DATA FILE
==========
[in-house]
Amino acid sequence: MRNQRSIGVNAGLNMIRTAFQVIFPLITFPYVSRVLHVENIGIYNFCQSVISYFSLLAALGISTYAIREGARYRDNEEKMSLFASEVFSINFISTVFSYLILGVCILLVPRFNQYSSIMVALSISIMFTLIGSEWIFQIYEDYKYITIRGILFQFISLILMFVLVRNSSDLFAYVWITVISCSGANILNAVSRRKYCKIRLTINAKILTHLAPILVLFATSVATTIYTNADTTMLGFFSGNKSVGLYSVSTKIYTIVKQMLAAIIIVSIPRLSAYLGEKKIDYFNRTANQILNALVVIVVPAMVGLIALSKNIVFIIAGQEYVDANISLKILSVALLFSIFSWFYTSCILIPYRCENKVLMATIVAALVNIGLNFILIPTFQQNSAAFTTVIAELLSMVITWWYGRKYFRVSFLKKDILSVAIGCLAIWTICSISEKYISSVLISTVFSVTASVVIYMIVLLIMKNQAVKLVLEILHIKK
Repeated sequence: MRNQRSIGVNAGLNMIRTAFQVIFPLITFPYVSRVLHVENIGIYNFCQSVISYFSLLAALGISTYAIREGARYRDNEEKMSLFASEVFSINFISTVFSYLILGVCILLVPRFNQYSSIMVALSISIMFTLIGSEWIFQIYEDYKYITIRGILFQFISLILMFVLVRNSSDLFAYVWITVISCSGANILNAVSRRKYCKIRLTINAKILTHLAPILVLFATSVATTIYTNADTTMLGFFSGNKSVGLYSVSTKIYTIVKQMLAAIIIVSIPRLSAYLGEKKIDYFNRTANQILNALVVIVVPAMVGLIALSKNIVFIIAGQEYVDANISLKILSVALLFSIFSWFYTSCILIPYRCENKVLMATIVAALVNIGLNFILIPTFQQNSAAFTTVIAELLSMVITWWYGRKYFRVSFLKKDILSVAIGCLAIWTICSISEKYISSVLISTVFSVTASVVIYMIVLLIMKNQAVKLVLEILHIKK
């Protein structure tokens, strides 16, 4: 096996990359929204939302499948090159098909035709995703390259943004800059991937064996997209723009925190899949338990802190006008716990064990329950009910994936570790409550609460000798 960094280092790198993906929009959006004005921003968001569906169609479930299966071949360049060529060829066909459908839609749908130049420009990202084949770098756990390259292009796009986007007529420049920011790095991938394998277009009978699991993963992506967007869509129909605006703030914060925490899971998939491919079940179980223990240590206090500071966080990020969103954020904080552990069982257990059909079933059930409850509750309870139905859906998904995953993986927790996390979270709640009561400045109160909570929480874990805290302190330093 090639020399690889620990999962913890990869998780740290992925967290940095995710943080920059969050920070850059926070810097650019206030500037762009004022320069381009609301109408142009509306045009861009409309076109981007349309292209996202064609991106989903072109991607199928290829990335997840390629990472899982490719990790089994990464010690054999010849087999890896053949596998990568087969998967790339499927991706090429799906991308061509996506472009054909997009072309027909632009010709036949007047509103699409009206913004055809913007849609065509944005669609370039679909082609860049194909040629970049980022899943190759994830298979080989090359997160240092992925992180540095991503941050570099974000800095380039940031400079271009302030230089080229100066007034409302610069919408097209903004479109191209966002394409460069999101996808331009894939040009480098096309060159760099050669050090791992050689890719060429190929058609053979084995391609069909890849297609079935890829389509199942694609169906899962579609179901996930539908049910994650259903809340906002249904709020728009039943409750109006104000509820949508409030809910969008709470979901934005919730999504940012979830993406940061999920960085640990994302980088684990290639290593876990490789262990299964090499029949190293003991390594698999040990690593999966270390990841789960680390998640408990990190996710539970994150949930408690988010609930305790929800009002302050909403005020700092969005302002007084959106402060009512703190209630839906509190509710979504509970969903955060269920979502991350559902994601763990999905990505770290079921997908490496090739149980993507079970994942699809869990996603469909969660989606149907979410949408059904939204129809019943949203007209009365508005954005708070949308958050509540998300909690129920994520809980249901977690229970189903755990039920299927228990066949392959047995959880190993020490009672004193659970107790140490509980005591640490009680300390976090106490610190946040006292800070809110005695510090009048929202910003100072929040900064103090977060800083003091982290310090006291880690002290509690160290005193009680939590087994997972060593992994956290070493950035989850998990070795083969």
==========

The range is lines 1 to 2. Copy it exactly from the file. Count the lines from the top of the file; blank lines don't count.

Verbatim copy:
[in-house]
Amino acid sequence: MRNQRSIGVNAGLNMIRTAFQVIFPLITFPYVSRVLHVENIGIYNFCQSVISYFSLLAALGISTYAIREGARYRDNEEKMSLFASEVFSINFISTVFSYLILGVCILLVPRFNQYSSIMVALSISIMFTLIGSEWIFQIYEDYKYITIRGILFQFISLILMFVLVRNSSDLFAYVWITVISCSGANILNAVSRRKYCKIRLTINAKILTHLAPILVLFATSVATTIYTNADTTMLGFFSGNKSVGLYSVSTKIYTIVKQMLAAIIIVSIPRLSAYLGEKKIDYFNRTANQILNALVVIVVPAMVGLIALSKNIVFIIAGQEYVDANISLKILSVALLFSIFSWFYTSCILIPYRCENKVLMATIVAALVNIGLNFILIPTFQQNSAAFTTVIAELLSMVITWWYGRKYFRVSFLKKDILSVAIGCLAIWTICSISEKYISSVLISTVFSVTASVVIYMIVLLIMKNQAVKLVLEILHIKK